Pronouns are another thing that are often “changed” early on, and it is probably telling that a change will be “tried” in language before it is tried on the body. In the eyes of people who still think in a “pre-op”/“post-op” mind frame, that is where I currently am—my body is how it was given to me, minus a few hairs and plus a few scars and several stretchmarks. Personally, my mind feels like a very different place, and to better allow a shared understanding of my Self, I have made changes to my social existence to reflect and be that Self.

The problem with pronouns as one of these changes, is that although they are a shorthand that makes communication possible, when we use them as fillers for information we don’t know about people, we make assumptions. As much as you shouldn’t presume how a person would like to be referred to—how they would like you to fill in for them when you’ve said their name a couple times too many—is something people guess at, and guessing about social situations gives you information about a person’s view of those situations.

In my case, this fairly innocent woman, in her persistent confusion, was making assumptions. You don’t make any sense: why do you look like a boy, yet have a girl’s name? Ironically, and unfortunately for me, Florence is actually a name that is also used by men, although it is primarily used by women. What this incident made me realise is that I am not solely a balance between my known “internal” Self and my societal “external” presentation. When a person doubts information I am giving about myself (that from my name, I am a woman) the break that that causes in the possibility for sharing meaning at even the base level of a name stops us from sharing anything apart from social courtesy, a routine that involves any two people, not specifically this “Me” and that “Her”.

If there is anything that can be learned from this, or if there is anything that I am trying to say with this strange long-winded thing, it is that when a person tells you something about their Self, you should believe that to be the case.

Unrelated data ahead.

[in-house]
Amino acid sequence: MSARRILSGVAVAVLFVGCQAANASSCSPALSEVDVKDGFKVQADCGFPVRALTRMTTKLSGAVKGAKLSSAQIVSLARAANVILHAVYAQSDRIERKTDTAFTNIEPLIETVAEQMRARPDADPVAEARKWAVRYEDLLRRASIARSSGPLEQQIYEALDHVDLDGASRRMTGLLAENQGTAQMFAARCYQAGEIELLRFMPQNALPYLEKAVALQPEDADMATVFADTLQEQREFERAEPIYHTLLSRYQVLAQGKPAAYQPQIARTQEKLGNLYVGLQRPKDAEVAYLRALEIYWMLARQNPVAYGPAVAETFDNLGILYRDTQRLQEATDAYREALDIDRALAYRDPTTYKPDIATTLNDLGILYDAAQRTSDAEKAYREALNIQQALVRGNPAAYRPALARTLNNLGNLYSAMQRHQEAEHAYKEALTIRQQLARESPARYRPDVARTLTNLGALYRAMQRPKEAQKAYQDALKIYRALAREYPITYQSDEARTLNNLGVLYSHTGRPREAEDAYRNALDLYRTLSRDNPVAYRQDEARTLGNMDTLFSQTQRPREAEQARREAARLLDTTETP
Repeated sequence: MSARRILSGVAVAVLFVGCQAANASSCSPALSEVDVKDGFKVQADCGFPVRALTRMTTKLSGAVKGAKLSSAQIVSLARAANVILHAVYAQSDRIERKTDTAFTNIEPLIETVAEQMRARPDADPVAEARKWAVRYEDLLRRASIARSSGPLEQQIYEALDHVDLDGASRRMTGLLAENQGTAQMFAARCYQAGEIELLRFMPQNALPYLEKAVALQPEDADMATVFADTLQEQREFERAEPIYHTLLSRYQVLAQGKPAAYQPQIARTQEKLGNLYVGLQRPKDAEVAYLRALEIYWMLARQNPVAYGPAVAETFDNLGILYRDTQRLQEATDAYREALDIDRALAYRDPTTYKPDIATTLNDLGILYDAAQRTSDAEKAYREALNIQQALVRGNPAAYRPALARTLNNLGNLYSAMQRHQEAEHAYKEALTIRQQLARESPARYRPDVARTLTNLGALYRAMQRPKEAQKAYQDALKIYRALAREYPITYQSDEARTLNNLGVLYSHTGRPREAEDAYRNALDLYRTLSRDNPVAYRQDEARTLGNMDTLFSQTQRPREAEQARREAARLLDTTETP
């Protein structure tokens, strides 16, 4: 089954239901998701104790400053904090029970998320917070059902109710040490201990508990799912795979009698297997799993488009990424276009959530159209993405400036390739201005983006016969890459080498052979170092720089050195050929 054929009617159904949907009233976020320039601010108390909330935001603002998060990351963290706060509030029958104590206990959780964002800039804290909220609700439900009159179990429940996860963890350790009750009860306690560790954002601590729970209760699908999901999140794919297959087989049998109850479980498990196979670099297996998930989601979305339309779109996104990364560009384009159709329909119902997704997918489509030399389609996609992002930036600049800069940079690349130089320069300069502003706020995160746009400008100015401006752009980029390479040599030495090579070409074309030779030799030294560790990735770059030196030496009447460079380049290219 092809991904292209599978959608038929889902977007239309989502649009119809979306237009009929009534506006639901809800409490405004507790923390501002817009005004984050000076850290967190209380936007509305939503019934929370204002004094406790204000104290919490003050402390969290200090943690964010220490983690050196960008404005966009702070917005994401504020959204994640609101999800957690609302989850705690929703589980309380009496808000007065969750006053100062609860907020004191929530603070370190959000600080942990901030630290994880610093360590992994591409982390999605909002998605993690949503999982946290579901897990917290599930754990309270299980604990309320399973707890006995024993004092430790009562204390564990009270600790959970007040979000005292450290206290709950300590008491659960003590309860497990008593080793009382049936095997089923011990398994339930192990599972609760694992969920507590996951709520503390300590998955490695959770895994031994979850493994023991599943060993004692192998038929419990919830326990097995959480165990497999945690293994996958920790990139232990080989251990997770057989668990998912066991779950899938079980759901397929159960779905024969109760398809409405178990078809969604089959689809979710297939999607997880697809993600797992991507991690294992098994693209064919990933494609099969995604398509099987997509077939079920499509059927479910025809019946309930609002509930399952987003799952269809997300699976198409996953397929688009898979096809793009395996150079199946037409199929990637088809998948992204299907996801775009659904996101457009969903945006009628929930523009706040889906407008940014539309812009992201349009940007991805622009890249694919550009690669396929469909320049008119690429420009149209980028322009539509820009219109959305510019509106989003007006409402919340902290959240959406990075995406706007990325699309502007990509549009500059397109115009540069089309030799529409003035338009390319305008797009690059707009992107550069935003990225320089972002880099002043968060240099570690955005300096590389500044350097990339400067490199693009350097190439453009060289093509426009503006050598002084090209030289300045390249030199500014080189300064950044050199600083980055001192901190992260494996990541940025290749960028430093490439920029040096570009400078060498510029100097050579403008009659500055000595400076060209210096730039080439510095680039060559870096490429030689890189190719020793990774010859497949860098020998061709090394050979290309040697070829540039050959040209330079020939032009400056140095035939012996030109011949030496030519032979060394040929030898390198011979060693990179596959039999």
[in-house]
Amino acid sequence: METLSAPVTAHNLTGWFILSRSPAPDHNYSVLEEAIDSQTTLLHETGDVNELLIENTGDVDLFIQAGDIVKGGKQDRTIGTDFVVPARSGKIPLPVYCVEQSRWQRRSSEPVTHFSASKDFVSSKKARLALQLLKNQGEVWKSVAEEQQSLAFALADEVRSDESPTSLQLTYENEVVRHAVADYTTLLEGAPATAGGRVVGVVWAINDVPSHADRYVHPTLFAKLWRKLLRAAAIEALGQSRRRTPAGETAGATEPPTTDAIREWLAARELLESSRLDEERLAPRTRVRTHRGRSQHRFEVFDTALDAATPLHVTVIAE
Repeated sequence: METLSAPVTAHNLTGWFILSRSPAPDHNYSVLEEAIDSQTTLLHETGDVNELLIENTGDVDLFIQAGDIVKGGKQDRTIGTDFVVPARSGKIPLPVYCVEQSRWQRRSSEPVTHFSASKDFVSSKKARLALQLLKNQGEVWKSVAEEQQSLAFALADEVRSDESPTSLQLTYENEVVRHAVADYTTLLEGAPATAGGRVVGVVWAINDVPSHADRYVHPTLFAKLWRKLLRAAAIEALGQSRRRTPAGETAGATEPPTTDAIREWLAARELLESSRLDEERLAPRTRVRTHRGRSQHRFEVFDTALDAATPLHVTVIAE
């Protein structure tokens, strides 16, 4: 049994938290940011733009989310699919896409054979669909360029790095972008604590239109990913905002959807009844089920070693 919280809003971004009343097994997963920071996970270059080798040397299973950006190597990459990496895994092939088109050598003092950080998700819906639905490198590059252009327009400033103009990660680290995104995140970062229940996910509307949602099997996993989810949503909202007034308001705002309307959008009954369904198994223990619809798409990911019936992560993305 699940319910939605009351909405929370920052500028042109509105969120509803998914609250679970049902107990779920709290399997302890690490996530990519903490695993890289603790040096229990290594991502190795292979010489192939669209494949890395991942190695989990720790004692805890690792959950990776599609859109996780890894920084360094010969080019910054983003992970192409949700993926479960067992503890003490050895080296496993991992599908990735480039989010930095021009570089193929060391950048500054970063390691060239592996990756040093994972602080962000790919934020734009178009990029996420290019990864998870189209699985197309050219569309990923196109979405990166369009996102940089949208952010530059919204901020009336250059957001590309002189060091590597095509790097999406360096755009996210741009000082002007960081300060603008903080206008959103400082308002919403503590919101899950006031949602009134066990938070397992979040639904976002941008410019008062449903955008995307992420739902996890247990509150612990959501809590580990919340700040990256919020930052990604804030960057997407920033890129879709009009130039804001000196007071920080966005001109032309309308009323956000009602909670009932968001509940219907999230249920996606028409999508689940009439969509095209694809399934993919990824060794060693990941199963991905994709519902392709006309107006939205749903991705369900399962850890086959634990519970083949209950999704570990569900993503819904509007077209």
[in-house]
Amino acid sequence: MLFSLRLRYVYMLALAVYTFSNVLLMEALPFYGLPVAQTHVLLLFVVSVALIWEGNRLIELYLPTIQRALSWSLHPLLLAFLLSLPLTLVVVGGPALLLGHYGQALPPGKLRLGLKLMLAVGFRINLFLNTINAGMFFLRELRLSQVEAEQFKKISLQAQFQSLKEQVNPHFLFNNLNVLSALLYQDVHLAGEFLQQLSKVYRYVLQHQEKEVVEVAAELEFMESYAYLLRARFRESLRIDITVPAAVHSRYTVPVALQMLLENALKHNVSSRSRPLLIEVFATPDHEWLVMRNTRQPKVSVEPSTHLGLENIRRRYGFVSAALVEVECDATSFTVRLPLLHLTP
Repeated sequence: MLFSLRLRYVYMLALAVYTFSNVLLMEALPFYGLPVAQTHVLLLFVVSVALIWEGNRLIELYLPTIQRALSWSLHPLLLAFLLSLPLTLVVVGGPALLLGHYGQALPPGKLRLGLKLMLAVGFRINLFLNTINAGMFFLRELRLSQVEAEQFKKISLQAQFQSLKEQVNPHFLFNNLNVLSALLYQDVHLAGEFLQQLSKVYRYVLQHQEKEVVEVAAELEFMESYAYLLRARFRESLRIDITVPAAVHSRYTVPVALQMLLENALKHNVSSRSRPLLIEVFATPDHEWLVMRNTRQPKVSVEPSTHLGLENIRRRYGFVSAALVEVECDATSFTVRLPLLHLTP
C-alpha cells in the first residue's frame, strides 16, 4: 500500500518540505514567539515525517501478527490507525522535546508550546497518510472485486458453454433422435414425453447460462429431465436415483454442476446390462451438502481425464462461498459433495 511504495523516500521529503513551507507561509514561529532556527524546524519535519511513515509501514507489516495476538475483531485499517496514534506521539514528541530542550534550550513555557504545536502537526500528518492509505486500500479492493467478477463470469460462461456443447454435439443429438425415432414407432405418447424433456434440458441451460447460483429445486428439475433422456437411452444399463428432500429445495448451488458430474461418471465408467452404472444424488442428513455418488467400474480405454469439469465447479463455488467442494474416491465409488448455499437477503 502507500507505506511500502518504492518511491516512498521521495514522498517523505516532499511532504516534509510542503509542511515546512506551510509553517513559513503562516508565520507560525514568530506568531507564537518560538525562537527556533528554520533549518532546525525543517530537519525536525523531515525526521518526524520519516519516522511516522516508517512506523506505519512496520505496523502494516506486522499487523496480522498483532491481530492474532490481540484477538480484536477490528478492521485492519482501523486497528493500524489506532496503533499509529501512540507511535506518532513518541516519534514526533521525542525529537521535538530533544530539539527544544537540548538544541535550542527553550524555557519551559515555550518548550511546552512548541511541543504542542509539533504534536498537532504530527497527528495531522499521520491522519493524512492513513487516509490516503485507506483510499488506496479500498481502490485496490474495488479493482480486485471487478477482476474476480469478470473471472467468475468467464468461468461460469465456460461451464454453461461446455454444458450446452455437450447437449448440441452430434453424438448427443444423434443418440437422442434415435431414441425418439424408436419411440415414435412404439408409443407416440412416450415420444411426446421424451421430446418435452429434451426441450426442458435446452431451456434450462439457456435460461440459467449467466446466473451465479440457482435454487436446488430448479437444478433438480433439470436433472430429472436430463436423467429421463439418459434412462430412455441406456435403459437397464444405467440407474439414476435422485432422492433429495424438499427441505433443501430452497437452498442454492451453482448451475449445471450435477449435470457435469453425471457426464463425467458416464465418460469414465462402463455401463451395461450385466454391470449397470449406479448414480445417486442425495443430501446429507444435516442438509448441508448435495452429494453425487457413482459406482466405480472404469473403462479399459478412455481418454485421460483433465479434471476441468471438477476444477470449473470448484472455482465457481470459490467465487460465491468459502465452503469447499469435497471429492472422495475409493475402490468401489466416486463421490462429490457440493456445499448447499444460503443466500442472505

Our names are our names are our names.

        Our pronouns are our pronouns are our pronouns.

        Our bodies are our bodies are our bodies.

Yes, you probably haven’t seen someone who “looks like a boy” and is called Florence before, but all of the meaning you possess is based on sharing, and consensus, and things that have in some way existed. All knowledge is made of malleable experience and it can be changed, and if you think you are too old for that to happen, then you are simply no longer young enough to come up with good excuses.

Of course, not all things should be adopted and not all things should be eradicated, and not all meanings are equal, and not all social things are a flurry of altering elements, and culture and history are incredibly important, and so is ownership, and so is belonging. But it is up to you as a participant of a society and its meanings to consider where these boundaries lie. There are lots of important and clever things that have been said about how mutable culture should be that I don’t currently have words for, but what I am saying is this: when someone tells you their name, or their pronouns, no matter how you think about how it fits them







Your doubt is never going to overrule our realities and our Selves, and they are not yours to deny.

Florence Oulds, GR. contributor